“Substantial” Economic Impact of Eliminating USF: Job, Income and Tax Loss in NM
The New Mexico Exchange Carriers Group (NMECG) released an economic impact study to illustrate how jobs, income and tax revenue in the state would be harmed by drastic changes to the Universal Service Fund. Earlier this summer, a similar study was conducted in Kansas, which also concluded that eliminating USF support for RLECs would have a ripple effect of negative consequences in the state. The NMECG study, conducted by New Mexico State University’s Arrowhead Center, found that eliminating $35.4m in USF would ultimately result in the loss of 3,146 jobs, $200.3m in personal income and $13.6m in tax revenue over a ten year period (2012-2021). According to NMECG, “the estimated impacts are substantial,” and would most significantly hurt rural areas of the state.
NMECG provided some background and demographic information about its 11 RLEC members—these companies have 31,542 access lines covering 80,281 square miles. The NM RLECs have deployed 5,000 miles of fiber, employ 518 people and pay $23.5m in wages annually. 90% of their lines are broadband-capable, and they cover an average of 1.8 access lines per square mile. NMECG comments that “significant rural to urban migration has been a pattern in New Mexico (and nationally) since the early part of the 20th century,” and “New Mexico’s non-metropolitan counties generally exhibit a stagnant or declining population base with low income and high poverty rates.” Population density across the state ranges from 0.5 people per square mile in Catron County to 567 people per square mile in Bernalillo County. Unemployment overall in New Mexico, at 8.4%, is lower than the national rate, but some rural counties have very high unemployment (18.7% in Luna County and 15.7% in Mora County).
The study utilized economic impact analysis “to measure the net change in economic activity in a given geographic area that results from an exogenous change in economic activity,” in this case, the elimination of USF support to 11 RLECs. NMECG explains, “The main idea behind economic impact analysis is that one more (less) dollar spent in a local or regional economy results in greater than one dollar in economic activity in the area.” The authors used an input-output model, REMI PI+, “designed to capture the effects of a change in one industry on other industries and households.”
The $34.5m in USF support makes up about 32% of the NM RLEC’s revenue, and “the estimation approach taken in this report reduces the USF revenue source by the reported amount beginning in calendar year 2012.” NMECG anticipates that 99 telecommunications industry and 261 private sector jobs would be lost in the first year alone. In the first five-year period (2012-2016), a total of 452 telecommunications and 1,315 private sector jobs would be eliminated. By the second five-year period (2017-2021), the rate of job loss would be slightly less as a result of “industry adjustment to the loss of USF funds.” At the end of the ten year period, NMECG estimates that 805 telecommunications jobs would be lost at a rate of about 80 jobs per year, and 2,400 other private sector jobs would be lost.
I think it is interesting to note that the NM RLECs only employ 518 people, but the study estimates that 805 telecommunications industry jobs would be lost over 10 years. They do not explain if this means that literally every NM RLEC job will vanish (and then some), or if the “telecommunications jobs” at risk in the state extend to non-RLEC jobs in manufacturing, construction, customer support, wireless retail, etc. The study also does not explain if, or how, these lost jobs could be replaced within the state’s broader telecommunications technology and information communications industry. Furthermore, the study presumes that USF funds would be eliminated completely, without any replacement mechanism for lost access revenue or CAF funding for broadband. Although the RLEC industry is anticipating reductions to USF support, it is quite a stretch to assume that all USF funding will disappear abruptly in the next year, and not be replaced at all over the next 10 years. Perhaps the NMECG was just trying to prepare for the worst possible outcome of USF reform?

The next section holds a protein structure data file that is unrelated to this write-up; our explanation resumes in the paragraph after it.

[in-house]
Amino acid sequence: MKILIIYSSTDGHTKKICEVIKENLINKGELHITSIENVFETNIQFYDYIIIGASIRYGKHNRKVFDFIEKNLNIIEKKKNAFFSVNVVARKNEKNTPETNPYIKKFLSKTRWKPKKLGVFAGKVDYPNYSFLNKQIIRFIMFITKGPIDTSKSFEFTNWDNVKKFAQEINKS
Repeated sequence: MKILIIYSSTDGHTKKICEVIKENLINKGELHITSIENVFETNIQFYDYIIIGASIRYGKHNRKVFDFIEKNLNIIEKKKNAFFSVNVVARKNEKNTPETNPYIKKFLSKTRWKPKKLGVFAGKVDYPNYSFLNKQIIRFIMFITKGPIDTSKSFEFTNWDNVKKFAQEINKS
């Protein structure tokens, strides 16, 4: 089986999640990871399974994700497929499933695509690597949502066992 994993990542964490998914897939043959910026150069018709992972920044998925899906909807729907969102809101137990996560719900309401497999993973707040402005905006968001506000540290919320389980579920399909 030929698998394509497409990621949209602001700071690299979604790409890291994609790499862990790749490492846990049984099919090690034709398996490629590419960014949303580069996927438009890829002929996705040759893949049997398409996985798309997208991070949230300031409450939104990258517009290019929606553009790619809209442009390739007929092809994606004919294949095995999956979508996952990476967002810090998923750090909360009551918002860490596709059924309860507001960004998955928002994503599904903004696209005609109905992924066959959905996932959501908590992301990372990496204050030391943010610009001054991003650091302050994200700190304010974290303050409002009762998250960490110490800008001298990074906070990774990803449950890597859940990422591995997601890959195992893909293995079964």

Regardless of the input used in this economic model, it is still important to understand how USF supports more than just telephone lines in high cost areas, and the NMECG study definitely depicts a dire situation in the state if USF were to vanish. A similar June 2011 study by Wichita State University, Kansas Rural Local Exchange Carriers: Assessing the Impact of the National Broadband Plan concluded that the FCC’s proposed modifications to USF would result in annual funding reductions of $28.7m between 2012 and 2016 for a total of a $143.5m decrease in USF for 35 RLECs. The Kansas study explains, “The proposed loss of over $143m of USF will require Kansas RLECs to dramatically change their operations and likely cause defaults on loan obligations owed to the federal government and other lending institutions.” The Kansas RLECs would lose an estimated 140 jobs and $29m in wages, and the total state impact would be 367 jobs and over $51m in wages by 2016.
The results of this study also signal that it might not be a bad idea for RLECs to start looking for other sources of revenue to make up for that 30% + chunk derived from USF and ICC. Even if USF is not eliminated completely, reductions are almost guaranteed especially in the access revenue component if access rates are reduced to a uniform $0.0007 rate, which is likely. Even with the best possible outcome in the new USF rules, RLECs should expect to have to make cutbacks in the next few years. Planning, preparation and a forward-looking mentality definitely wouldn’t hurt at this point.
The NMECG study, The Potential Economic Impact of the National Broadband Plan on the New Mexico Exchange Carriers Group, is available here.